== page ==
I welcome the statement of the hon. Member for Northavon that the purpose of today's debate is not to claim that this year's settlement was uniquely bad or robbed councils of all their funding. The deeper issue that we should consider is how the funding formula works and how it distributes money to local authorities in general. That was the substance of his contribution.

It is worth repeating some of what I said in the debate on Somerset's standard spending assessment. This year's settlement is a good one for local authorities

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generally. It provides £3.3 billion more in general grant than in 2001-02, on a like-for-like basis. The 7.4 per cent. increase, taking into account all the grants that it represents, is more than three times the rate of inflation. However, I accept that the Government may truthfully say that the national settlement is good, while local authorities—and hon. Members discussing the settlement in the context of individual authorities—may say that it is not good, or that it does not do what they had hoped. That is not merely because the settlement varies greatly in different regions but because the funding formula continues to produce outcomes that individual local councils find perplexing. Hon. Members have often made that point in this Chamber.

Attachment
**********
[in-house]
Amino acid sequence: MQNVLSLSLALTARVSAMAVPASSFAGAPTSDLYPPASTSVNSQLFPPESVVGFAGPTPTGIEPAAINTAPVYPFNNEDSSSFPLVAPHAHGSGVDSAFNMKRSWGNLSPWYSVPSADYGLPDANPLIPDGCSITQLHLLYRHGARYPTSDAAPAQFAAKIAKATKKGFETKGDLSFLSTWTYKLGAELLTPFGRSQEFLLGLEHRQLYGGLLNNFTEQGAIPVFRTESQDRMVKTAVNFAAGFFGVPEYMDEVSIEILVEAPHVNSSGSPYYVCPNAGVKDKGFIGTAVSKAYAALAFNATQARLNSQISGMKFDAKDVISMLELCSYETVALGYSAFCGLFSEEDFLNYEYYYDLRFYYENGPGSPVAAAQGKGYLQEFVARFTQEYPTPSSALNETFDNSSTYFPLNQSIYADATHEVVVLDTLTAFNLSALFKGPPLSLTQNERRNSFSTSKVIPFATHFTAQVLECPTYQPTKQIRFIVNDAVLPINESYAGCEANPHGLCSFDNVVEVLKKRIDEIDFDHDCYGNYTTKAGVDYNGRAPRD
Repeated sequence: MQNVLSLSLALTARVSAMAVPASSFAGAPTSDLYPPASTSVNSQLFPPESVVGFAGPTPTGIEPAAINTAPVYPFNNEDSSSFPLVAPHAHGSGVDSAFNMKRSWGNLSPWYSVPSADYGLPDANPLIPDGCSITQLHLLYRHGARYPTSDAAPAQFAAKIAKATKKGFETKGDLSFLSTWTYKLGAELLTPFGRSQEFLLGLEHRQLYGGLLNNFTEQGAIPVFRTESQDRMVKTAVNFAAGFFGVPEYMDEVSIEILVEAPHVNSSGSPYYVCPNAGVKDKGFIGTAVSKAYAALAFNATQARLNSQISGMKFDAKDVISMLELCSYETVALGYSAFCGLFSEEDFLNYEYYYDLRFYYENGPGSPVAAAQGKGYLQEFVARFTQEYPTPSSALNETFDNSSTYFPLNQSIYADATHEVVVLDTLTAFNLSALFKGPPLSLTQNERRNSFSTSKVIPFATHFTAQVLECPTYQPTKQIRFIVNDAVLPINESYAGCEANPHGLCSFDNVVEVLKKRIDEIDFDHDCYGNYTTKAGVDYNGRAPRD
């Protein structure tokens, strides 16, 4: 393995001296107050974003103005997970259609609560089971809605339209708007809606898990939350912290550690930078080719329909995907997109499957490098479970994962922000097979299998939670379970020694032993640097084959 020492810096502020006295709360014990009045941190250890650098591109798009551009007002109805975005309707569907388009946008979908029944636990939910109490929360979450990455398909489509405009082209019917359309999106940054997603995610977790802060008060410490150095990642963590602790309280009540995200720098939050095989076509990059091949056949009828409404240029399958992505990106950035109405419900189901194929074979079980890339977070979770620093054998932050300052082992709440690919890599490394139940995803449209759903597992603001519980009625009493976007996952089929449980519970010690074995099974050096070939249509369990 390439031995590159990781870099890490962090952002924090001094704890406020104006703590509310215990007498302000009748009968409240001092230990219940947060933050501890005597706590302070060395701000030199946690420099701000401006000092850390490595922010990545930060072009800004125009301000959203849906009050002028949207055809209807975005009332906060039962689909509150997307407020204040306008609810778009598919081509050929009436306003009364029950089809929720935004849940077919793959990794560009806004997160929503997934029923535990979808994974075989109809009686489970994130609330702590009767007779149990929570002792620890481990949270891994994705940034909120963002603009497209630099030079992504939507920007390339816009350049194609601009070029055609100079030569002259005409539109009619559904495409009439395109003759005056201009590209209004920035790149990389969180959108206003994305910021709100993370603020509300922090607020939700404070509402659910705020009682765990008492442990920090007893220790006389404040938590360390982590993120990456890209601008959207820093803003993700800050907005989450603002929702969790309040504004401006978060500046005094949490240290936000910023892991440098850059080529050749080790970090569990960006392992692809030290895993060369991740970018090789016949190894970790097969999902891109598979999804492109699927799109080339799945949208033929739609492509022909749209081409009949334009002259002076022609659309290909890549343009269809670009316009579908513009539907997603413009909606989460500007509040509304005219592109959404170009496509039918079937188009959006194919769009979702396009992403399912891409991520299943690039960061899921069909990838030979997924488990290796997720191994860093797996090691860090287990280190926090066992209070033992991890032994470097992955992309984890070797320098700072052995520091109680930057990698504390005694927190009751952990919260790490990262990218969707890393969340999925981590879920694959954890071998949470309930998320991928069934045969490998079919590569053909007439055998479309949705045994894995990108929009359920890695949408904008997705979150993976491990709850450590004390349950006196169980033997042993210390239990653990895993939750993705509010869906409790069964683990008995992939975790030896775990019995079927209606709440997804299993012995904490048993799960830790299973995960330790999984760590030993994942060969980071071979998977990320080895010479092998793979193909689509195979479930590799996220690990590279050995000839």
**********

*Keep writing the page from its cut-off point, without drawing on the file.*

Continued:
South Gloucestershire council has benefited from the extra investment that we have made in local government. In the two years before 1998-99, which included the first year under this Government, South Gloucestershire received an average SSA increase of 3.6 per cent. each year. Since then, it has received an average increase of 5.7 per cent. Under our proposals for next year, it will receive a general grant increase of 6.8 per cent., or £8.16 million. This builds on the 4.5 per cent. that the authority received this year and compares favourably with the overall increase for authorities in England of 5 per cent., and for shire unitary authorities of 5.2 per cent.

On top of the increase in its general grant, South Gloucestershire will also benefit from the increases in ring-fenced grants, particularly in the areas of education and social services, on which I shall comment later.